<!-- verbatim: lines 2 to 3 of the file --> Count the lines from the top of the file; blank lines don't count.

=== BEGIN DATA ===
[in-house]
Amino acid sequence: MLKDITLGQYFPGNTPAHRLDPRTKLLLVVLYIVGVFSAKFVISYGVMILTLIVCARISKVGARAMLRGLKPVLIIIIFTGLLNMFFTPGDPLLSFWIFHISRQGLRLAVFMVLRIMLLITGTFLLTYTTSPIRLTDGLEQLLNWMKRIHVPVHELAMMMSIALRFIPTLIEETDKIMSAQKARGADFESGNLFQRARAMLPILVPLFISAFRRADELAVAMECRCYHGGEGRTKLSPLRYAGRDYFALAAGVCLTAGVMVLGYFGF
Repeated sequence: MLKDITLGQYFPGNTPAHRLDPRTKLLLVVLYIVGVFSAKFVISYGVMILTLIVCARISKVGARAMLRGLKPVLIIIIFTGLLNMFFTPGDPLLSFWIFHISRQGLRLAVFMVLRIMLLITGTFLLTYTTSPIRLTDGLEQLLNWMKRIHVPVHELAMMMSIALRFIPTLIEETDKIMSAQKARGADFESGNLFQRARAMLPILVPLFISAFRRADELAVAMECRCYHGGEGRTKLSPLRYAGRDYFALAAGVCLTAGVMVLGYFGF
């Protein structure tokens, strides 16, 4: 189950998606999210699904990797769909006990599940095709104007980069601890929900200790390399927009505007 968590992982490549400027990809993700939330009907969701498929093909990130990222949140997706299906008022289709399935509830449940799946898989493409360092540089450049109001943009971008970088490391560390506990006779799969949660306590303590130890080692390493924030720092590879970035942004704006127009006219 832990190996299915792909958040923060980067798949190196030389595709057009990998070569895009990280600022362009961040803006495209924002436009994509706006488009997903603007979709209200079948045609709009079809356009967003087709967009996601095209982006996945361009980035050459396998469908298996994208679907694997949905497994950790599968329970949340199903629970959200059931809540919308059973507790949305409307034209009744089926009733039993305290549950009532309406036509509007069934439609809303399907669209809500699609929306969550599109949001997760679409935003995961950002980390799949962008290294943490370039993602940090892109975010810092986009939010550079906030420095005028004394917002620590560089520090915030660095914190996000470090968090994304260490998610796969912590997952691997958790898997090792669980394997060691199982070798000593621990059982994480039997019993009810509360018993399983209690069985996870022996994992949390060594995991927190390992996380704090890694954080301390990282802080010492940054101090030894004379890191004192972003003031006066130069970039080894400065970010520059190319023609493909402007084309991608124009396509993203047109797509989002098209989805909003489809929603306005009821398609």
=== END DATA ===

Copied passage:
Amino acid sequence: MLKDITLGQYFPGNTPAHRLDPRTKLLLVVLYIVGVFSAKFVISYGVMILTLIVCARISKVGARAMLRGLKPVLIIIIFTGLLNMFFTPGDPLLSFWIFHISRQGLRLAVFMVLRIMLLITGTFLLTYTTSPIRLTDGLEQLLNWMKRIHVPVHELAMMMSIALRFIPTLIEETDKIMSAQKARGADFESGNLFQRARAMLPILVPLFISAFRRADELAVAMECRCYHGGEGRTKLSPLRYAGRDYFALAAGVCLTAGVMVLGYFGF
Repeated sequence: MLKDITLGQYFPGNTPAHRLDPRTKLLLVVLYIVGVFSAKFVISYGVMILTLIVCARISKVGARAMLRGLKPVLIIIIFTGLLNMFFTPGDPLLSFWIFHISRQGLRLAVFMVLRIMLLITGTFLLTYTTSPIRLTDGLEQLLNWMKRIHVPVHELAMMMSIALRFIPTLIEETDKIMSAQKARGADFESGNLFQRARAMLPILVPLFISAFRRADELAVAMECRCYHGGEGRTKLSPLRYAGRDYFALAAGVCLTAGVMVLGYFGF